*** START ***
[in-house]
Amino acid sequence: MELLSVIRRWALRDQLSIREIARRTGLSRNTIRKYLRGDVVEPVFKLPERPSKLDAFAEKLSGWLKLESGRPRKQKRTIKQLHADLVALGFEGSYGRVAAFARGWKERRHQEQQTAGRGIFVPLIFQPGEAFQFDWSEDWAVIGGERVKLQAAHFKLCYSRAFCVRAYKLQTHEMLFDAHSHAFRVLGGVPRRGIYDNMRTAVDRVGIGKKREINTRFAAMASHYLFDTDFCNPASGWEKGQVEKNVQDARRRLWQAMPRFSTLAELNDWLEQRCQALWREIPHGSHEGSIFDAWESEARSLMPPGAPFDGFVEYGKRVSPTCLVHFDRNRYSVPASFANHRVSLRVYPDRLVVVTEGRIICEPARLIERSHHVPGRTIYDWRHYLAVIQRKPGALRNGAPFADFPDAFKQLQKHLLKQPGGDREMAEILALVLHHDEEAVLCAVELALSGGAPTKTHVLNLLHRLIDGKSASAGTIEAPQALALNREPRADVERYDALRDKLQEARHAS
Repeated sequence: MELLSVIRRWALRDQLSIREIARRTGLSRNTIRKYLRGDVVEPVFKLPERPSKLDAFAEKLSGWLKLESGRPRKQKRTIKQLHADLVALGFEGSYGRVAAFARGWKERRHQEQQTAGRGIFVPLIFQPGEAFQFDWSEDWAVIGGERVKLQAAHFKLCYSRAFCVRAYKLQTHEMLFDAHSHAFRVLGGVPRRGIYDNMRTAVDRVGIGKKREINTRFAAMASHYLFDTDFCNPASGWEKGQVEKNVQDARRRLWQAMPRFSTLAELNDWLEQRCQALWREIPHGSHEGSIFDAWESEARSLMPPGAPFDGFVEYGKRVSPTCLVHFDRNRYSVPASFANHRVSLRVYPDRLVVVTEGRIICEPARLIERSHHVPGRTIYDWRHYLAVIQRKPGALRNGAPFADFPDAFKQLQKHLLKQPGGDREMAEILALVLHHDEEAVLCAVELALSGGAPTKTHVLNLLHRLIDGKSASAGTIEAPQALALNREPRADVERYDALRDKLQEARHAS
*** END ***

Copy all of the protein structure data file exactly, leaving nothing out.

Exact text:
[in-house]
Amino acid sequence: MELLSVIRRWALRDQLSIREIARRTGLSRNTIRKYLRGDVVEPVFKLPERPSKLDAFAEKLSGWLKLESGRPRKQKRTIKQLHADLVALGFEGSYGRVAAFARGWKERRHQEQQTAGRGIFVPLIFQPGEAFQFDWSEDWAVIGGERVKLQAAHFKLCYSRAFCVRAYKLQTHEMLFDAHSHAFRVLGGVPRRGIYDNMRTAVDRVGIGKKREINTRFAAMASHYLFDTDFCNPASGWEKGQVEKNVQDARRRLWQAMPRFSTLAELNDWLEQRCQALWREIPHGSHEGSIFDAWESEARSLMPPGAPFDGFVEYGKRVSPTCLVHFDRNRYSVPASFANHRVSLRVYPDRLVVVTEGRIICEPARLIERSHHVPGRTIYDWRHYLAVIQRKPGALRNGAPFADFPDAFKQLQKHLLKQPGGDREMAEILALVLHHDEEAVLCAVELALSGGAPTKTHVLNLLHRLIDGKSASAGTIEAPQALALNREPRADVERYDALRDKLQEARHAS
Repeated sequence: MELLSVIRRWALRDQLSIREIARRTGLSRNTIRKYLRGDVVEPVFKLPERPSKLDAFAEKLSGWLKLESGRPRKQKRTIKQLHADLVALGFEGSYGRVAAFARGWKERRHQEQQTAGRGIFVPLIFQPGEAFQFDWSEDWAVIGGERVKLQAAHFKLCYSRAFCVRAYKLQTHEMLFDAHSHAFRVLGGVPRRGIYDNMRTAVDRVGIGKKREINTRFAAMASHYLFDTDFCNPASGWEKGQVEKNVQDARRRLWQAMPRFSTLAELNDWLEQRCQALWREIPHGSHEGSIFDAWESEARSLMPPGAPFDGFVEYGKRVSPTCLVHFDRNRYSVPASFANHRVSLRVYPDRLVVVTEGRIICEPARLIERSHHVPGRTIYDWRHYLAVIQRKPGALRNGAPFADFPDAFKQLQKHLLKQPGGDREMAEILALVLHHDEEAVLCAVELALSGGAPTKTHVLNLLHRLIDGKSASAGTIEAPQALALNREPRADVERYDALRDKLQEARHAS